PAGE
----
Despite the ruthless typhoon hammering itself across towns, the animated movements and the lively talks reigned over. There were also occasional laughs zinging out of the kitchen. I was sitting with your mother, along with our second cousins. We never talked much. It seemed we were waiting for something important. We just couldn’t figure out what. We were safe and sound. It was all that mattered. The calamitous event had us worried for a while. Only for a while. As another episode of solidarity made us smile.
Hot meals were served. Rice, fish, vegetable stew, fresh chocolate drink and sweets. We devoured them all. It was like a food festival or an eat-all-you-can buffet. Glimmering eyes, jolly spirits, incredible camaraderie. The joy of being alive. A celebration of being human. A validation of pure love.
Out of all the kids, your mother was different. She was the most special one. She was quiet, and minded her own business. She would always do things on her own. She loved doing things on her own. She never needed any help. She never asked for help. I don’t remember her asking for help at all. Not even once. Around this time, she was three years old. We were always beside each other. But she had her own way of accomplishing stuff. She had different interests. She was already her own master. I was still learning. I was behind. I was always in a pensive mood.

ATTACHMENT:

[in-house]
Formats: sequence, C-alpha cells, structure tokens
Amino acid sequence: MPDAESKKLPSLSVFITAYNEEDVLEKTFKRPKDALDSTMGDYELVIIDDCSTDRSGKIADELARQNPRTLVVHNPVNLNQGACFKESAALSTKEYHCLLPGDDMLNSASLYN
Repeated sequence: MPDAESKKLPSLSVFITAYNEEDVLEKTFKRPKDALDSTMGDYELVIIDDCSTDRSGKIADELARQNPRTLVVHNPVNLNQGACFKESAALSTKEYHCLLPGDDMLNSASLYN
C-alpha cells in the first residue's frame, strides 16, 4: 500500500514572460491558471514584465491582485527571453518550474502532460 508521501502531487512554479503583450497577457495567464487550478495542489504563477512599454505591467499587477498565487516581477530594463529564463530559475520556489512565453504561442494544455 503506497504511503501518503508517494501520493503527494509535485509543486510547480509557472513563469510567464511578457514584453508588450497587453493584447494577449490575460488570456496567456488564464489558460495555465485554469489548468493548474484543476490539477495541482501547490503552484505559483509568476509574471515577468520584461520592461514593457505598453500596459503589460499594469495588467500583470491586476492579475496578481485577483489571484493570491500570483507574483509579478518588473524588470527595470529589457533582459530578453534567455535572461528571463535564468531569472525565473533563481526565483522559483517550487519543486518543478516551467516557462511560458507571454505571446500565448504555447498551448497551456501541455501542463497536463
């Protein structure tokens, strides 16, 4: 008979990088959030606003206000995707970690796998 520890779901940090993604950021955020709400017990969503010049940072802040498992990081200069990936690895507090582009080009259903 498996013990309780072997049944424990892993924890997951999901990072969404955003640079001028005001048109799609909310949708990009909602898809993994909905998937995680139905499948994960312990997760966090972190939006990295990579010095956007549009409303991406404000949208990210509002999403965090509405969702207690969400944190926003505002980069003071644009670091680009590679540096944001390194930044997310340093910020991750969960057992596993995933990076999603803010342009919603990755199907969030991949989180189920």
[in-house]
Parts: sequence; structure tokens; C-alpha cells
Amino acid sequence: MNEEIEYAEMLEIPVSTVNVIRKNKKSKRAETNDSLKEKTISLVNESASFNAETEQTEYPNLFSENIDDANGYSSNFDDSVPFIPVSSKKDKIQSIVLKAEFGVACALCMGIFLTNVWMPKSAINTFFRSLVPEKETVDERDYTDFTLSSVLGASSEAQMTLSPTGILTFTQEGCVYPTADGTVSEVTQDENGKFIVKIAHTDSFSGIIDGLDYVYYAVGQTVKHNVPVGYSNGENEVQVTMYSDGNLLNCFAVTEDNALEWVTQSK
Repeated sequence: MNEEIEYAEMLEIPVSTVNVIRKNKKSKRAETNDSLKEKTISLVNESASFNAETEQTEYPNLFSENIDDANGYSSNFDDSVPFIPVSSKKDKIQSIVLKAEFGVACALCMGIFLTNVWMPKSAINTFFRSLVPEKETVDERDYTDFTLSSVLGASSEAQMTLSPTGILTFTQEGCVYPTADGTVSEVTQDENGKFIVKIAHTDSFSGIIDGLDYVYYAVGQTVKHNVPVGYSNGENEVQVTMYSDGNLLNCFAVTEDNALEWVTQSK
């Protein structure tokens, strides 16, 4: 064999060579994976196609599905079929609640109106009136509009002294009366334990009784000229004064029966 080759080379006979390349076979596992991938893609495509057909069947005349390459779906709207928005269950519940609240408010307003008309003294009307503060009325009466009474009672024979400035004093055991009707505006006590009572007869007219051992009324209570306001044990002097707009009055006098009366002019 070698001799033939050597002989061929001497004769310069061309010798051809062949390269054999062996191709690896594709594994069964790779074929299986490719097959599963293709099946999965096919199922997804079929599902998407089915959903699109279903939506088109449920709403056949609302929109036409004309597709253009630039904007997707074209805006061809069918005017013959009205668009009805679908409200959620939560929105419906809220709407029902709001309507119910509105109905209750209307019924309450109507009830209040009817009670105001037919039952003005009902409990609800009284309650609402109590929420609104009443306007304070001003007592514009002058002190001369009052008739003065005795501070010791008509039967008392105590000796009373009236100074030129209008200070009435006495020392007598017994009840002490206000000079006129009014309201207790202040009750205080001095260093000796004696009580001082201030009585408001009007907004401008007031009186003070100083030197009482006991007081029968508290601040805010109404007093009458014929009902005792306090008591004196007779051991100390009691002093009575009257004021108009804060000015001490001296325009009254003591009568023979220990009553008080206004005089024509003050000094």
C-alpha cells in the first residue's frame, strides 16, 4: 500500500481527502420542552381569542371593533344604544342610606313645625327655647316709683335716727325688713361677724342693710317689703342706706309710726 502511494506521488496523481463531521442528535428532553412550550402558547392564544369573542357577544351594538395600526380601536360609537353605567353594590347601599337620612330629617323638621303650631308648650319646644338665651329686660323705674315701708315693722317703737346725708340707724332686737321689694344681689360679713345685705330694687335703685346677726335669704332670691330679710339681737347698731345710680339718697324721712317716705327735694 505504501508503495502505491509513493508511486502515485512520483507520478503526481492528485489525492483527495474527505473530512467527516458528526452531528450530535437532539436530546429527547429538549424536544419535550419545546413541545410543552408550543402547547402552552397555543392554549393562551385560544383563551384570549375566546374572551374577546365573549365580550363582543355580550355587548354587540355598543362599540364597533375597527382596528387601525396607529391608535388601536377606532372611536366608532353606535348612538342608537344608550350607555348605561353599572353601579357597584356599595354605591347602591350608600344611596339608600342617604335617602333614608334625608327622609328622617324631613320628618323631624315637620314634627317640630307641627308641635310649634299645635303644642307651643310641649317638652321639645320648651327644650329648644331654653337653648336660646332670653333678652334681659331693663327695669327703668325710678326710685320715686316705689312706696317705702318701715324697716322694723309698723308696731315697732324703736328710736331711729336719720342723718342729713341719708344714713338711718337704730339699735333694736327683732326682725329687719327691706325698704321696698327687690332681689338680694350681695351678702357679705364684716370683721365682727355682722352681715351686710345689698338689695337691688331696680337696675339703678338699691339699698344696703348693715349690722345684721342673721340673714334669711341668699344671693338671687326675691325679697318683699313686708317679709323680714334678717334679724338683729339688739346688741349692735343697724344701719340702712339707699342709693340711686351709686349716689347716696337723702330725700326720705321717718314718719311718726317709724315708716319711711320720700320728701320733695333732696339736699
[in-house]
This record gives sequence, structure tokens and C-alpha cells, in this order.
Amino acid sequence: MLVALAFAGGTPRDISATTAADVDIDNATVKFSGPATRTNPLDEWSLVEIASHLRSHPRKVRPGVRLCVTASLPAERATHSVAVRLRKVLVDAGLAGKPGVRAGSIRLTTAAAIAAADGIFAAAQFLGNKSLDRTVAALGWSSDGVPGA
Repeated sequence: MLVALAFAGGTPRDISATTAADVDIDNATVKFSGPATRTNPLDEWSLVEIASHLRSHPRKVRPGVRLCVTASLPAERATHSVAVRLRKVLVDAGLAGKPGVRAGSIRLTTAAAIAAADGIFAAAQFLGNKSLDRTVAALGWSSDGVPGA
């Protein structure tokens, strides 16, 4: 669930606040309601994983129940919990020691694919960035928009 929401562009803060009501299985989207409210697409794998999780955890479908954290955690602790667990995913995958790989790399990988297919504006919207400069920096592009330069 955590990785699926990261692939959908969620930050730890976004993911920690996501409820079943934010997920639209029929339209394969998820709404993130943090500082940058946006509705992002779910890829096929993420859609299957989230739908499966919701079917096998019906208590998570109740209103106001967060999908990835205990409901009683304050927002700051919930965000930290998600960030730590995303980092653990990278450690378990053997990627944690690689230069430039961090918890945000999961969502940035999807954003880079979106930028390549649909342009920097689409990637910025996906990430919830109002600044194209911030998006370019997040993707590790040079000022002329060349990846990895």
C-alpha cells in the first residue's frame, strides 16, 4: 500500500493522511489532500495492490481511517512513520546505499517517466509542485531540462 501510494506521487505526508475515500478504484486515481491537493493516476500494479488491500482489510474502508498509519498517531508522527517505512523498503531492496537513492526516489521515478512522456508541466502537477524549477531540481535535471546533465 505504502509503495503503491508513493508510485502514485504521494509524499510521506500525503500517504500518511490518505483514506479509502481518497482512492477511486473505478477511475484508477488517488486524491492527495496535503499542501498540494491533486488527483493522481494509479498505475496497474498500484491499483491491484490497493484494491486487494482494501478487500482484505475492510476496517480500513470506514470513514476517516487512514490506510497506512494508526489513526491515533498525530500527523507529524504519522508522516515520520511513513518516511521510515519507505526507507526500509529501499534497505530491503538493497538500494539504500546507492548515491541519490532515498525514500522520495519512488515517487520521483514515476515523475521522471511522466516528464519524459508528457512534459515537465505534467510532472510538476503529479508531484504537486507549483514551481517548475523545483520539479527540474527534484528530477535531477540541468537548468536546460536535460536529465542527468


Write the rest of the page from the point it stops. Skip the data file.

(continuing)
I remember watching her eat, and she worked on her spoon diligently. She would deliver the food into her mouth with a meticulous intent. Each time. She would chew as if she needed to figure out all the ingredients. She would pause in between to examine her plate. She examined it like she was thanking the angels. There was a thoughtful demeanor in all her actions. Intelligent, graceful, effortless. In an unspoken glee.
Amidst all the turmoil, I was still able to catch a little bit of magic.
Sparkling out of your mother’s presence. The animated movements. The lively talks. The laughs. The hot meals.